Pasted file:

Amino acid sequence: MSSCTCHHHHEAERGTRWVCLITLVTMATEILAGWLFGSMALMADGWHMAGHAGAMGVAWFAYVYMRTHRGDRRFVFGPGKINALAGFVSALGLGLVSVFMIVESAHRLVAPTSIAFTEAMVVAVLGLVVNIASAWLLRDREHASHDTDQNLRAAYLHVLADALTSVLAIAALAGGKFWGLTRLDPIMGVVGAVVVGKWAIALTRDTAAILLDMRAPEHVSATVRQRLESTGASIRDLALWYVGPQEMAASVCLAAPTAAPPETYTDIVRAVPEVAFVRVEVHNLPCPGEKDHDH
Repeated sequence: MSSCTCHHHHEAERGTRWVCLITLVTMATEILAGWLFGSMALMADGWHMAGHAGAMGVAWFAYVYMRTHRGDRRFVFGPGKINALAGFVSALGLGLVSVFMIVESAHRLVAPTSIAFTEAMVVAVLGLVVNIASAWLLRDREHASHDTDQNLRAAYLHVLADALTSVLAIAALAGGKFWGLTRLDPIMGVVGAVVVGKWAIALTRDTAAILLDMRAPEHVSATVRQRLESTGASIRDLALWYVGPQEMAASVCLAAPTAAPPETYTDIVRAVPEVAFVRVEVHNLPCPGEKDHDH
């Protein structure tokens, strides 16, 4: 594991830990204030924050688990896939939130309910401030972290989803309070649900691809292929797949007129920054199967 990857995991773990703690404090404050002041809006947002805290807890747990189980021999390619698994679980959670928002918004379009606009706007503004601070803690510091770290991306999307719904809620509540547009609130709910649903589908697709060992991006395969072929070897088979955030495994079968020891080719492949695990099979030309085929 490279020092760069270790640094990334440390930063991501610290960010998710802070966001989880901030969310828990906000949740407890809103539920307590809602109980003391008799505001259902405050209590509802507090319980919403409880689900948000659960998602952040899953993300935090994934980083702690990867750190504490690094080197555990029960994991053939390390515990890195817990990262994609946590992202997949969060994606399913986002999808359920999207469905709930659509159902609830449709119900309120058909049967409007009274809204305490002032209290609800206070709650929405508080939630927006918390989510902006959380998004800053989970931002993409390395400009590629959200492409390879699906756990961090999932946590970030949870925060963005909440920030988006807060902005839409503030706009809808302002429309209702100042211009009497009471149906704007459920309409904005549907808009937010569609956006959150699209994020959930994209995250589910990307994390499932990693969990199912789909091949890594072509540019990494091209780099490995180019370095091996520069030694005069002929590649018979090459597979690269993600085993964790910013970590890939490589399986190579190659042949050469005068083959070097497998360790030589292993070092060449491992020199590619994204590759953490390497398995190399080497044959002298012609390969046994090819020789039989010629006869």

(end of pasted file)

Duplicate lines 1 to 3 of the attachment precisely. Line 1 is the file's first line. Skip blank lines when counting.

Amino acid sequence: MSSCTCHHHHEAERGTRWVCLITLVTMATEILAGWLFGSMALMADGWHMAGHAGAMGVAWFAYVYMRTHRGDRRFVFGPGKINALAGFVSALGLGLVSVFMIVESAHRLVAPTSIAFTEAMVVAVLGLVVNIASAWLLRDREHASHDTDQNLRAAYLHVLADALTSVLAIAALAGGKFWGLTRLDPIMGVVGAVVVGKWAIALTRDTAAILLDMRAPEHVSATVRQRLESTGASIRDLALWYVGPQEMAASVCLAAPTAAPPETYTDIVRAVPEVAFVRVEVHNLPCPGEKDHDH
Repeated sequence: MSSCTCHHHHEAERGTRWVCLITLVTMATEILAGWLFGSMALMADGWHMAGHAGAMGVAWFAYVYMRTHRGDRRFVFGPGKINALAGFVSALGLGLVSVFMIVESAHRLVAPTSIAFTEAMVVAVLGLVVNIASAWLLRDREHASHDTDQNLRAAYLHVLADALTSVLAIAALAGGKFWGLTRLDPIMGVVGAVVVGKWAIALTRDTAAILLDMRAPEHVSATVRQRLESTGASIRDLALWYVGPQEMAASVCLAAPTAAPPETYTDIVRAVPEVAFVRVEVHNLPCPGEKDHDH
């Protein structure tokens, strides 16, 4: 594991830990204030924050688990896939939130309910401030972290989803309070649900691809292929797949007129920054199967 990857995991773990703690404090404050002041809006947002805290807890747990189980021999390619698994679980959670928002918004379009606009706007503004601070803690510091770290991306999307719904809620509540547009609130709910649903589908697709060992991006395969072929070897088979955030495994079968020891080719492949695990099979030309085929 490279020092760069270790640094990334440390930063991501610290960010998710802070966001989880901030969310828990906000949740407890809103539920307590809602109980003391008799505001259902405050209590509802507090319980919403409880689900948000659960998602952040899953993300935090994934980083702690990867750190504490690094080197555990029960994991053939390390515990890195817990990262994609946590992202997949969060994606399913986002999808359920999207469905709930659509159902609830449709119900309120058909049967409007009274809204305490002032209290609800206070709650929405508080939630927006918390989510902006959380998004800053989970931002993409390395400009590629959200492409390879699906756990961090999932946590970030949870925060963005909440920030988006807060902005839409503030706009809808302002429309209702100042211009009497009471149906704007459920309409904005549907808009937010569609956006959150699209994020959930994209995250589910990307994390499932990693969990199912789909091949890594072509540019990494091209780099490995180019370095091996520069030694005069002929590649018979090459597979690269993600085993964790910013970590890939490589399986190579190659042949050469005068083959070097497998360790030589292993070092060449491992020199590619994204590759953490390497398995190399080497044959002298012609390969046994090819020789039989010629006869």